“A lot of people are talking about ‘me too’ in the wrong way now. What I’m saying is if we don’t call a thing a thing, then we don’t handle that thing. What we’re doing is trading on labors of survivors without supporting them,” Burke said. “This movement is about healing individuals and healing communities.” She spoke on how many have centered their focus on “sexual harassment in the workplace,” which she acknowledged as a pervasive issue, but also not the only one: this form of sexual misconduct is not a blanket statement for all forms.

Community healing is something defined by the members within that community, Burke said, and within the Lafayette community, Burke urged her audience to recognize that “this is your community and in this community you deserve to feel safe.”

“There should be an inherent commitment to making this community less vulnerable to sexual violence,” Burke added.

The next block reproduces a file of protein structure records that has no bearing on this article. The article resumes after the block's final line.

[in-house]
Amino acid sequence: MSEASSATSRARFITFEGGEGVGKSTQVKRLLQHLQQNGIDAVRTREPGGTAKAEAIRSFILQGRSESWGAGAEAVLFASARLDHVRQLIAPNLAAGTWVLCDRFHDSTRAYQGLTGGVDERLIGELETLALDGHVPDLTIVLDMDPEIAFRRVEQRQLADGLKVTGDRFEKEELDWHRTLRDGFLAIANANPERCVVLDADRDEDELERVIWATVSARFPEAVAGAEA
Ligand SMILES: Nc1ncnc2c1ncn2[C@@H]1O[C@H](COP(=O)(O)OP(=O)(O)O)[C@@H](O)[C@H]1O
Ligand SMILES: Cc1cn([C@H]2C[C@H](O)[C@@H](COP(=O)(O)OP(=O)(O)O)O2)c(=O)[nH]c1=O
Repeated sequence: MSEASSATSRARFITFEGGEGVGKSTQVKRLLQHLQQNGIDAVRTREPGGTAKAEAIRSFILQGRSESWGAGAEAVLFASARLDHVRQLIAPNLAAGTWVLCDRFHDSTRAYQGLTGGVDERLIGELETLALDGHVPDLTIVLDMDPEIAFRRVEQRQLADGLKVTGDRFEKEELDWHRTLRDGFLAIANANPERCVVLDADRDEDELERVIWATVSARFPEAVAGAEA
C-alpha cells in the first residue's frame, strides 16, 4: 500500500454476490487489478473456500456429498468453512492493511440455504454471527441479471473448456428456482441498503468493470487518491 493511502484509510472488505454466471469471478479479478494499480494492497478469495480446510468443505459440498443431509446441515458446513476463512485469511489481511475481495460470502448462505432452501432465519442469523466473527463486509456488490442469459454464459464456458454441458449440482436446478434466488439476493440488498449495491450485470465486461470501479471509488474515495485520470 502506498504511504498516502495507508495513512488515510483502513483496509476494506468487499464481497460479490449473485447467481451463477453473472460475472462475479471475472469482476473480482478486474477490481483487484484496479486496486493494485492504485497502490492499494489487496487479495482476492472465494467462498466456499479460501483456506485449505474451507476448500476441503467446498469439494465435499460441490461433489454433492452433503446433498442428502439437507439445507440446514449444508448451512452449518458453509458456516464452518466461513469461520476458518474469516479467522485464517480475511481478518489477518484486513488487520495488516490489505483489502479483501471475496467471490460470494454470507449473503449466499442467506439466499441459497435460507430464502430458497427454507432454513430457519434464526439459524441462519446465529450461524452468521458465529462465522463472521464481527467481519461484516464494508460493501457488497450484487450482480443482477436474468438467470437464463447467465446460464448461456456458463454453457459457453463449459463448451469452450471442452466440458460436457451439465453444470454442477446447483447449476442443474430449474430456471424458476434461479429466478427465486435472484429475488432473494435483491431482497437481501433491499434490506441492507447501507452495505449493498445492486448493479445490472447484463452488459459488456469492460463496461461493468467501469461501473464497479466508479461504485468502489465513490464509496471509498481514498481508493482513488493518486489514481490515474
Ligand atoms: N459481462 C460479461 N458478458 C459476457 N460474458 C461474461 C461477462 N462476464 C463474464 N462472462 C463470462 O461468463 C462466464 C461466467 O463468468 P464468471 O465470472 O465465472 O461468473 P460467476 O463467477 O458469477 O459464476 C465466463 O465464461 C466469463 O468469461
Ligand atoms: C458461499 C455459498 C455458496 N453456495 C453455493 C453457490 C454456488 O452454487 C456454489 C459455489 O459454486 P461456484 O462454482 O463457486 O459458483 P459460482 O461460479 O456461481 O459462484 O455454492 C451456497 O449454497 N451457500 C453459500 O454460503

This commitment should be centered around the students’ needs and Burke said necessary solutions will only come about with active student involvement. However, Burke also addressed the Lafayette administration and their efforts to foster specific values within the college’s mission statement.

“Your mission statement says, ‘Lafayette wants to encourage students to develop systems of values that include an understanding of personal, social, and professional responsibility’…But I would question the administration, ‘How does your work to prevent sexual violence on this campus reflect that mission?'” Burke said.